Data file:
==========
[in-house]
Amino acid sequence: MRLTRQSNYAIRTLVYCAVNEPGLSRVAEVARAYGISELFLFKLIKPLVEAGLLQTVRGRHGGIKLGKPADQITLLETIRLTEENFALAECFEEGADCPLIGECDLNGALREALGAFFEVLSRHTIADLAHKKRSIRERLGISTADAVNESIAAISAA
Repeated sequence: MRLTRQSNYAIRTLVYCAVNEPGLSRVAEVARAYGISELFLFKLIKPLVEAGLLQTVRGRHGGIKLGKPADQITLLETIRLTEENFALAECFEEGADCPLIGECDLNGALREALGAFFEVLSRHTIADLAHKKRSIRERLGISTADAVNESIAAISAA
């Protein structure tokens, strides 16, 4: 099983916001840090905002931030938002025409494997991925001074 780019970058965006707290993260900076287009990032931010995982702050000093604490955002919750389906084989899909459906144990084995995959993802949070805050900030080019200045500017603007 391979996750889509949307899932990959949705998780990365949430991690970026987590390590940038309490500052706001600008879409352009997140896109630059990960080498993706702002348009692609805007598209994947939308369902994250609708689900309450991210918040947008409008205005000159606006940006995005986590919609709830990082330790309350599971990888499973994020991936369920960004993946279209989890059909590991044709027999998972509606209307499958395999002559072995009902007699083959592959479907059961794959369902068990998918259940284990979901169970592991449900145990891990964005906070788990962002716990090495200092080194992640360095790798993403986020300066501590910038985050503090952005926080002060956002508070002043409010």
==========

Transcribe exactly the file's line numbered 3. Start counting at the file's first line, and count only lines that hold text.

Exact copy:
Repeated sequence: MRLTRQSNYAIRTLVYCAVNEPGLSRVAEVARAYGISELFLFKLIKPLVEAGLLQTVRGRHGGIKLGKPADQITLLETIRLTEENFALAECFEEGADCPLIGECDLNGALREALGAFFEVLSRHTIADLAHKKRSIRERLGISTADAVNESIAAISAA